Skip to main content

Corsair Unveils 128 GB DDR4 Vengeance LPX And Dominator Platinum Memory Kits

A couple of days ago, Kingston was in the headlines with claims of having built the fastest 128 GB DDR4 memory kit. Today we're talking about another first – the first unbuffered 128 GB DDR4 memory kit that you can actually buy, courtesy of Corsair. Of course, it must be noted that there are already 128 GB DDR4 memory kits available, but these are buffered and will cost more – though don't let that make you think that these kits are by any means "cheap." Corsair has three 128 GB kits, one in the Vengeance LPX lineup and two Dominator Platinum sets.

The first set, in the Vengeance LPX lineup, comes with eight 16 GB DIMMs that run at 2400 MHz with 14-16-16-31 timings. The Dominator Platinum lineup contains two sets, one with the same frequency and timings as the Vengeance LPX set, and a set that runs at 2666 MHz at 15-17-17-35 timings.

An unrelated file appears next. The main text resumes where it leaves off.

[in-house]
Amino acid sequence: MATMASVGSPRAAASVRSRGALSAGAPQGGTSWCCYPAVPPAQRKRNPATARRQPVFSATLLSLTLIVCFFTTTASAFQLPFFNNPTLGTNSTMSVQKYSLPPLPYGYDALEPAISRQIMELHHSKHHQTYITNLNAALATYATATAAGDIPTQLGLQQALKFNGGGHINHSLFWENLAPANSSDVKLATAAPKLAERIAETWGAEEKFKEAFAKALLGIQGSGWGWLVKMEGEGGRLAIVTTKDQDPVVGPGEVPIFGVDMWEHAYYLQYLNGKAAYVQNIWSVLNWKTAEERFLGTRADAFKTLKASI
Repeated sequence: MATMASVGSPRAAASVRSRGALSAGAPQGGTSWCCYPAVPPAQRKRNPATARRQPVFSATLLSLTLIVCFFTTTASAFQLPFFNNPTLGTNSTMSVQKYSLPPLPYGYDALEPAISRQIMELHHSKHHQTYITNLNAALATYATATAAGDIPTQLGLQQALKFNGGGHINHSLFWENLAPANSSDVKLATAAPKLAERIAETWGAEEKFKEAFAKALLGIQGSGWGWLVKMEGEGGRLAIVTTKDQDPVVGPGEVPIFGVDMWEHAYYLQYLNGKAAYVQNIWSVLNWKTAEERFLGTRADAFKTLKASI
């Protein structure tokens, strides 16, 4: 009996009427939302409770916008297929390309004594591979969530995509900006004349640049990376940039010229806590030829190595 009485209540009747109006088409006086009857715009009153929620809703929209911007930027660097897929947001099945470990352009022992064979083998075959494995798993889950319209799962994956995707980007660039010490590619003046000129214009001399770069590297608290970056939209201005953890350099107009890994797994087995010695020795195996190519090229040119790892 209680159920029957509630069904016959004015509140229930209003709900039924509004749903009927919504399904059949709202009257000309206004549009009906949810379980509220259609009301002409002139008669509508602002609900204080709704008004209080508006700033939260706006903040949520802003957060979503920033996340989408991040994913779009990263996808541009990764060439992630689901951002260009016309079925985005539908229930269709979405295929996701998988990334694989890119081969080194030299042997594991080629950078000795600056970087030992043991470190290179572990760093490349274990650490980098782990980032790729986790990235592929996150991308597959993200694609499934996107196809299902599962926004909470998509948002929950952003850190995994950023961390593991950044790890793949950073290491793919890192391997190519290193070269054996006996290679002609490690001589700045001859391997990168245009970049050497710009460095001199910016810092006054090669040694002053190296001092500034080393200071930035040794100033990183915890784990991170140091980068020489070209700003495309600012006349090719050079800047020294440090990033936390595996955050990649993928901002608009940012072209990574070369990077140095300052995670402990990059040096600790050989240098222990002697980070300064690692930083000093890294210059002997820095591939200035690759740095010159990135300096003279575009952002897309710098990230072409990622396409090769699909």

Vengeance LPX 128 GB8 x 16 GB modules2400 MHz14-16-16-31, 1.2 V$1754.99
Dominator Platinum 128 GB8 x 16 GB modules2400 MHz14-16-16-31, 1.2 V$1979.99
Dominator Platinum 128 GB8 x 16 GB modules2666 MHz15-17-17-35, 1.2 V$2119.99

All of the sets run at 1.2 V and have support for Intel XMP profiles, meaning that it's pleasantly easy to get the modules to run at the specified frequencies and timings.

If you're looking for the most "affordable" 128 GB kit, the Vengeance LPX is your best bet, costing a hefty $1,754.99. The Dominator Platinum kits will go for $1,979.99, and $2,119.99 gets you the speediest set. Of course, you'll have to seriously ask yourself whether you need this much memory, because these 16 GB DIMMs come at a hefty price-per-gigabyte premium over the much more common 8 GB DIMM kits.

Follow Niels Broekhuijsen @NBroekhuijsen. Follow us @tomshardware, on Facebook and on Google+.